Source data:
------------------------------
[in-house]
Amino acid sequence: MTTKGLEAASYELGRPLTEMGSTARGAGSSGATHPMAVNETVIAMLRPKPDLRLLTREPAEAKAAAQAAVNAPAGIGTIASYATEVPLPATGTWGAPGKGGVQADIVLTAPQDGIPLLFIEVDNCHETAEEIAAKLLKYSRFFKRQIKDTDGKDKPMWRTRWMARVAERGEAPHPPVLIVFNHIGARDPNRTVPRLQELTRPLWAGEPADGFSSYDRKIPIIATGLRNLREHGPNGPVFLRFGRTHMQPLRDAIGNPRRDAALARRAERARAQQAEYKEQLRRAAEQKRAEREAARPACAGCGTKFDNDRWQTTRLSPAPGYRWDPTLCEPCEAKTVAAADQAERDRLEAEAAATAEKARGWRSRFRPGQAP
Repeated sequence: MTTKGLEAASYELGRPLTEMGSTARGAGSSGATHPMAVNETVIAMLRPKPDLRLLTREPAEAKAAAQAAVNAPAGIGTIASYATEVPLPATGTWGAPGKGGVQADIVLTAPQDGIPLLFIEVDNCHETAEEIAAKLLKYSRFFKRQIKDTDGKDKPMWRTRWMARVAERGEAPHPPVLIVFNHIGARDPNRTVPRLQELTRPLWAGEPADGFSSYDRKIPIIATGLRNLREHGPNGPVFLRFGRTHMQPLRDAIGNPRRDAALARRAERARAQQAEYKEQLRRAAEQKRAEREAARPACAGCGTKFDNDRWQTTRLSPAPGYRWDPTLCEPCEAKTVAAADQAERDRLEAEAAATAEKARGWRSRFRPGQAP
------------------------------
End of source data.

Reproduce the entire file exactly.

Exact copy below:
[in-house]
Amino acid sequence: MTTKGLEAASYELGRPLTEMGSTARGAGSSGATHPMAVNETVIAMLRPKPDLRLLTREPAEAKAAAQAAVNAPAGIGTIASYATEVPLPATGTWGAPGKGGVQADIVLTAPQDGIPLLFIEVDNCHETAEEIAAKLLKYSRFFKRQIKDTDGKDKPMWRTRWMARVAERGEAPHPPVLIVFNHIGARDPNRTVPRLQELTRPLWAGEPADGFSSYDRKIPIIATGLRNLREHGPNGPVFLRFGRTHMQPLRDAIGNPRRDAALARRAERARAQQAEYKEQLRRAAEQKRAEREAARPACAGCGTKFDNDRWQTTRLSPAPGYRWDPTLCEPCEAKTVAAADQAERDRLEAEAAATAEKARGWRSRFRPGQAP
Repeated sequence: MTTKGLEAASYELGRPLTEMGSTARGAGSSGATHPMAVNETVIAMLRPKPDLRLLTREPAEAKAAAQAAVNAPAGIGTIASYATEVPLPATGTWGAPGKGGVQADIVLTAPQDGIPLLFIEVDNCHETAEEIAAKLLKYSRFFKRQIKDTDGKDKPMWRTRWMARVAERGEAPHPPVLIVFNHIGARDPNRTVPRLQELTRPLWAGEPADGFSSYDRKIPIIATGLRNLREHGPNGPVFLRFGRTHMQPLRDAIGNPRRDAALARRAERARAQQAEYKEQLRRAAEQKRAEREAARPACAGCGTKFDNDRWQTTRLSPAPGYRWDPTLCEPCEAKTVAAADQAERDRLEAEAAATAEKARGWRSRFRPGQAP